May 19, 2013
Between the lines
By Michael Soltys
Buenos Aires Herald Senior Editor
The French Radical Party so central to the Third Republic were nicknamed “radishes” (a sobriquet later shared by their Argentine namesakes) because they were described as red outside, white inside with “their hearts on the left side of their bodies but their pockets on the right” — is the Cristina Fernández de Kirchner administration following suit with its leftist populism being supplanted by pragmatism in ideological camouflage? CFK may have given the game away in her Wednesday speech to welcome home the naval frigate Libertad when she said: “We‘ll fight and if we have nothing left, we’ll fight naked like our Indian brethren” — fiery nationalistic rhetoric which nevertheless hints at austerity ahead.
Yet the shift runs deeper than the familiar pattern of rulers saying one thing and doing another. Thus if fuel prices are abruptly trending upwards after the populist pricing of a decade, the reason is not so much smoke and mirrors to lure overseas investors as the state now being the beneficiary of higher prices after last April’s YPF expropriation. And if the government is reportedly poised to re-open the 2005 and 2010 debt bond swaps despite the “padlock” law (which supposedly threw away the key in order to make bond swap closure irreversible), this is not so much a reluctant surrender of ideology to necessity as a recent conviction that Argentina can join battle with its creditors and win — that far from being the victim of an international conspiracy, the CFK administration can count on most of the world as its allies against the “vulture funds” in order to preserve the haircut option as a solution for insolvency crises in Europe and elsewhere (not to mention Washington’s anxieties about New York as a financial centre if its court rulings are too inflexible). It is perhaps significant that while furious invective against the “vulture funds” peppered CFK’s speech to welcome home the Libertad, she no longer spoke of not paying them a cent — all Argentina needs to do to be seen as seeking to comply with New York judge Thomas Griesa’s pari passu ruling is to offer holdout creditors the same terms as all others although a Thursday appeals court ruling in Manhattan indicated that Griesa’s pro-holdout ruling might not be so easily bypassed nor a technical default averted — payment of Paris Club debt and more respect for international arbitration rulings could smooth this path.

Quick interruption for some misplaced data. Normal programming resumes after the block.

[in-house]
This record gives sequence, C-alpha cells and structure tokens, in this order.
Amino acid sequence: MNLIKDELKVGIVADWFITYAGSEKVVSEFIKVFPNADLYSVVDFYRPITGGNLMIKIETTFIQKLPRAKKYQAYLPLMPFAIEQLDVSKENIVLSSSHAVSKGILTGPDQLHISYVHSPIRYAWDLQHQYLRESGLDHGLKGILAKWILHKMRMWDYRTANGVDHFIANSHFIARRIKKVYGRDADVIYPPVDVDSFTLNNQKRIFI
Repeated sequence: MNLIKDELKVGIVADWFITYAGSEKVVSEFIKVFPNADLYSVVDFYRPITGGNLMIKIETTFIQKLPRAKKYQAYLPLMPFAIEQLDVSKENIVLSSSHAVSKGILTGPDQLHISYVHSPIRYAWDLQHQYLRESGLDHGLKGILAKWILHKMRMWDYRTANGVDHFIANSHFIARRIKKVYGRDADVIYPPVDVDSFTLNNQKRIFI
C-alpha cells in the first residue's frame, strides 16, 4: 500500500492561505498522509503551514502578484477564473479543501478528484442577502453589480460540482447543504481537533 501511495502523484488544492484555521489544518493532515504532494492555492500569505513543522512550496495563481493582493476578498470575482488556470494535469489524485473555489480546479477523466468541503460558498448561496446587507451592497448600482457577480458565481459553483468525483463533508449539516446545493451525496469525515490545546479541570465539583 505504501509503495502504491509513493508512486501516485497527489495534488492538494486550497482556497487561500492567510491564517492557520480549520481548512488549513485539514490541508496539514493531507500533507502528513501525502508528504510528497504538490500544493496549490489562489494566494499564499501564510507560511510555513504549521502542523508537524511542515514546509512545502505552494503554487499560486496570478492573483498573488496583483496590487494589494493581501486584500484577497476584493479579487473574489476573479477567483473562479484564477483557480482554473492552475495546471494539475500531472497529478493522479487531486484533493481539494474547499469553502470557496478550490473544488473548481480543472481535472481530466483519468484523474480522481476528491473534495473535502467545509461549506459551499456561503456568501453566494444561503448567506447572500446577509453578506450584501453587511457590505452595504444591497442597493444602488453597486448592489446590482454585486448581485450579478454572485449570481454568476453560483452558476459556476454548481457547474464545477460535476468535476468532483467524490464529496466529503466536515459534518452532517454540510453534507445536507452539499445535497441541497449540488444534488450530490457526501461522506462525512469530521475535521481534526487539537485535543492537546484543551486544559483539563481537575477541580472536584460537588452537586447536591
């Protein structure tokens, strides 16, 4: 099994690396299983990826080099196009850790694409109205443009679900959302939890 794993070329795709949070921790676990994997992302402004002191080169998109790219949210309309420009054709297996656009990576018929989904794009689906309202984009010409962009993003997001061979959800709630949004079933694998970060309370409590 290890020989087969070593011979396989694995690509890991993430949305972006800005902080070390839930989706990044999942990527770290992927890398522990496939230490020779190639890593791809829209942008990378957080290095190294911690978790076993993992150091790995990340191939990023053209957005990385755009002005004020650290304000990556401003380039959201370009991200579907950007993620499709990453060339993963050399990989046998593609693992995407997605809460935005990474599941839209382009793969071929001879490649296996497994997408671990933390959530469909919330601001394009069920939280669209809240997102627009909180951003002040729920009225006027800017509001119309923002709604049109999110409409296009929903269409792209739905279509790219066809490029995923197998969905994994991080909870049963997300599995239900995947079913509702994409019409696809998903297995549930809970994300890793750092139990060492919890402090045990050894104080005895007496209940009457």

Meanwhile the question remains how such pragmatism can be squared with anti-imperialist rhetoric but history suggests that the latter is perhaps the best way to sneak through the former.